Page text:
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the lean meanness of the German command

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12:21 Aug 9, 2006
This question was closed without grading. Reason: Errant question

English to Romanian translations [PRO]
Art/Literary - Poetry & Literature / World War I
English term or phrase: the lean meanness of the German command
"Speed was essential for the Germans. The enemy must not be given a chance to recover. A victorious army can overlook fatigue - and both officers and men of Kluck's army were very tired indeed. ***The lean meanness*** of the German command was beginning to create unnecessary stress. With too few in charge forced for too long to work twenty-hour days, details were falling between the cracks. "In war as in business," the military historian Dennis E. Showalter points out, "there is a certain advantage to redundancy." Moreover, in the absence of rail lines - destroyed by the retreating French and Belgians - and reliable motor transport, supplying men with food and ammunition was a problem, and only became more so as distances increased. Communications, too, were strained. Once in French territory, army commands could not depend on the telephone. Moltke, far away in Coblenz and then, after August 29, in Luxembourg City, mainly used the wireless to communicate with the Western armies - though messages were delayed by congestion at the other end (and by the time needed to decode them) or interfered with by a French station on the Eiffel Tower. Schlieffen's thirty-nine days after mobilization would come none too soon."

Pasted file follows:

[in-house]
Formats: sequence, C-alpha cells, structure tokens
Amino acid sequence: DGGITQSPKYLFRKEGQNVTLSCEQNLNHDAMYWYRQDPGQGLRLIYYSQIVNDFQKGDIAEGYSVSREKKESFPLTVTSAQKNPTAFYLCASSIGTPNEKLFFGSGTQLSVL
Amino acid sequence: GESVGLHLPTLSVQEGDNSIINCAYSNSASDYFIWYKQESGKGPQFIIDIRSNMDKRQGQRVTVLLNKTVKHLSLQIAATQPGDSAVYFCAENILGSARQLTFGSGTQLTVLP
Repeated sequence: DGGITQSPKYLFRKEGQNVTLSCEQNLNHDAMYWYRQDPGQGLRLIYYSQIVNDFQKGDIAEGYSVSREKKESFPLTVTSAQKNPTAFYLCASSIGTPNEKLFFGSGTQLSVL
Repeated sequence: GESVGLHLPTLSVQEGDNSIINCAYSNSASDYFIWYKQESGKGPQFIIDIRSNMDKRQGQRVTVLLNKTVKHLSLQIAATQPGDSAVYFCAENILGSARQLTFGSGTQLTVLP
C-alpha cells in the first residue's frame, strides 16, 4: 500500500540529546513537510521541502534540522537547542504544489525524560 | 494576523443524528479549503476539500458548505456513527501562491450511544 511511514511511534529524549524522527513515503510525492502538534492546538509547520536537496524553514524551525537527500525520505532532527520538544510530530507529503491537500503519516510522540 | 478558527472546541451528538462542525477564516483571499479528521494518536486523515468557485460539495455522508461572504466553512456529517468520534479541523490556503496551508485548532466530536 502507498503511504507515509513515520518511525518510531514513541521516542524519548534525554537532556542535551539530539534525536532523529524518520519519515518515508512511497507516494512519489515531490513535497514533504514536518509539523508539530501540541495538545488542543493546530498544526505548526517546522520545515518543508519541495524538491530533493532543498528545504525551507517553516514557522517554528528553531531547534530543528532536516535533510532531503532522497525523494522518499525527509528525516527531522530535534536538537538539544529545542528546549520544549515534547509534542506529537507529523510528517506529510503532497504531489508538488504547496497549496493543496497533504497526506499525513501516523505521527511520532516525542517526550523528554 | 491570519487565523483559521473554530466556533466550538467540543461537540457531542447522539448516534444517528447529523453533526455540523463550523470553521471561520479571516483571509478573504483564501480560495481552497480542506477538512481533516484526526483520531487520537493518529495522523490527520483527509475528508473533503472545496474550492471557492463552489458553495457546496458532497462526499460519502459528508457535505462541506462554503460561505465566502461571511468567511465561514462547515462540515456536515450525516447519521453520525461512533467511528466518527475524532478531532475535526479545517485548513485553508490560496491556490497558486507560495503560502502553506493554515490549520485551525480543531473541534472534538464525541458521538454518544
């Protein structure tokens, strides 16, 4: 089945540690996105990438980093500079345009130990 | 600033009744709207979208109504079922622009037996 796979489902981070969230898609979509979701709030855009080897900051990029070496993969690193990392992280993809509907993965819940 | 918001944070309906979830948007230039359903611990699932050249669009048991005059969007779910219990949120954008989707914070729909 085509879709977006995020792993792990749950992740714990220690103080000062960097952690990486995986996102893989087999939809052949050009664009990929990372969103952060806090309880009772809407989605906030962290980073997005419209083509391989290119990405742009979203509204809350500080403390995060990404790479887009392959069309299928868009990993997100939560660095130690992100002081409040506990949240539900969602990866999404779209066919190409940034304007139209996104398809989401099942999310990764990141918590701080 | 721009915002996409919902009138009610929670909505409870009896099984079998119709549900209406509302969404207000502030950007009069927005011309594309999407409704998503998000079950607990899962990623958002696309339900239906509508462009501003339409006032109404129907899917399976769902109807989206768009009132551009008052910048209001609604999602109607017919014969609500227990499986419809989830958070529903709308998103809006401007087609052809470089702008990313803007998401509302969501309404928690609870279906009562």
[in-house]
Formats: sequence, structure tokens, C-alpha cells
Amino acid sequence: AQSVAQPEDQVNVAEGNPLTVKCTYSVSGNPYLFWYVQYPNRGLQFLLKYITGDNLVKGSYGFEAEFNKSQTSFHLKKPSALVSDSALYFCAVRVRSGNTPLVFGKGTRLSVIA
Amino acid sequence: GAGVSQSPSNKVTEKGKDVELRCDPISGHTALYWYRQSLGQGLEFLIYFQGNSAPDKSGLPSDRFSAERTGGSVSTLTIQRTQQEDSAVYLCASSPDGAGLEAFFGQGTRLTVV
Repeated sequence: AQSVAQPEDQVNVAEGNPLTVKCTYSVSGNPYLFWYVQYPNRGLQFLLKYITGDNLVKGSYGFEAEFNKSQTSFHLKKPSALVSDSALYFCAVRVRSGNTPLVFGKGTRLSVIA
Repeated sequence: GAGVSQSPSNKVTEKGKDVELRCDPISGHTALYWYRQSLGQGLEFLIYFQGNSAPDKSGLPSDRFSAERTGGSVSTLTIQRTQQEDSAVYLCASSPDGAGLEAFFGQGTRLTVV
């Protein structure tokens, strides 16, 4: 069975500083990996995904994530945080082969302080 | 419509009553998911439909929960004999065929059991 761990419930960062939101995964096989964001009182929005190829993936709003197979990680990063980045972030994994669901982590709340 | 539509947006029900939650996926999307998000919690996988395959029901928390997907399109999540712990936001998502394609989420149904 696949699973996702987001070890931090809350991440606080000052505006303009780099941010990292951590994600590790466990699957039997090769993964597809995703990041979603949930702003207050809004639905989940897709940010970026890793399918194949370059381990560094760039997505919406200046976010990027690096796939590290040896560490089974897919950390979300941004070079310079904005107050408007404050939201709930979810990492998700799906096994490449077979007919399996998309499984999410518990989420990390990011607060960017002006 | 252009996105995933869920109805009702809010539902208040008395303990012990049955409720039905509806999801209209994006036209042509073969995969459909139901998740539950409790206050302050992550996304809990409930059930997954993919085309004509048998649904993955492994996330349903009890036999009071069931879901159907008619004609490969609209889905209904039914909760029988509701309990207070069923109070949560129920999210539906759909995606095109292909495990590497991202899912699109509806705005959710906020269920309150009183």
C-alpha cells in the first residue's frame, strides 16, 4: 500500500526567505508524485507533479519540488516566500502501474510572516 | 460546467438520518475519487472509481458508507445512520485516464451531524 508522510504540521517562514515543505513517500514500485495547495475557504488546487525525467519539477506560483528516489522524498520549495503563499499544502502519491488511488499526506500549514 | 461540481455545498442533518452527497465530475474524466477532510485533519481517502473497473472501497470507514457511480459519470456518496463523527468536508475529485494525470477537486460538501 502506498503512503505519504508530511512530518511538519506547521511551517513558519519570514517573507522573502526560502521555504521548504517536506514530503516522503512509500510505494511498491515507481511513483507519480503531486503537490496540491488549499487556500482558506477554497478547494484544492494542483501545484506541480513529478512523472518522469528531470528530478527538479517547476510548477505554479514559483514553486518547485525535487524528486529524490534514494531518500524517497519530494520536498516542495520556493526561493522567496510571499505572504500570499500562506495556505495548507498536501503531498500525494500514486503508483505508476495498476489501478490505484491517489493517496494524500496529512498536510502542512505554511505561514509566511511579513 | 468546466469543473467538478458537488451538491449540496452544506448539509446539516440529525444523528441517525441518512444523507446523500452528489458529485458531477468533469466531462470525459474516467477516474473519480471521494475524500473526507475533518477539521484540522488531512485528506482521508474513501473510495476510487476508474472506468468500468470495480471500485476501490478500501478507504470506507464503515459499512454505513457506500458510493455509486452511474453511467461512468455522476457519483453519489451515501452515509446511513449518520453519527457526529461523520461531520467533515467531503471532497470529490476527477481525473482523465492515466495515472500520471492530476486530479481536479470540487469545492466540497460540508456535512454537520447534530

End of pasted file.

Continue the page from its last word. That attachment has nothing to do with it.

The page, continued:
Hello everybody! I'd like to ask you to help me with a rephrasing or explanation of what "lean meanness" means in my context cause I've got several interpretations & I can't decide myself.. :-( So, feel free to give me a long detailed explanation :)), I'd really like to get over with the puzzle.

Truly thankful!
Bianca Fogarasi
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Summary of answers provided
4nepasarea fatisa a autoritatilor germane
Dorina Stanculescu


Discussion entries: 5





  

Answers


6 hrs   confidence: Answerer confidence 4/5Answerer confidence 4/5
the lean meanness of the german command
nepasarea fatisa a autoritatilor germane


Explanation:
I think the translation of meanness by rautate would be too strong a term in the Romanian language, since from the context, one can deduce that they uncaring to the soldiers needs, but they didn't harm them on purpose. As for fatisa, I don't know, it just sounds better than gratuita or something else. I hope I gave you a hand with my version

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Note added at 6 hrs (2006-08-09 18:34:20 GMT)
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sorry, it seems I forgot an 'are' before 'uncaring'

Dorina Stanculescu
Local time: 12:00
Specializes in field
Native speaker of: Native in RomanianRomanian
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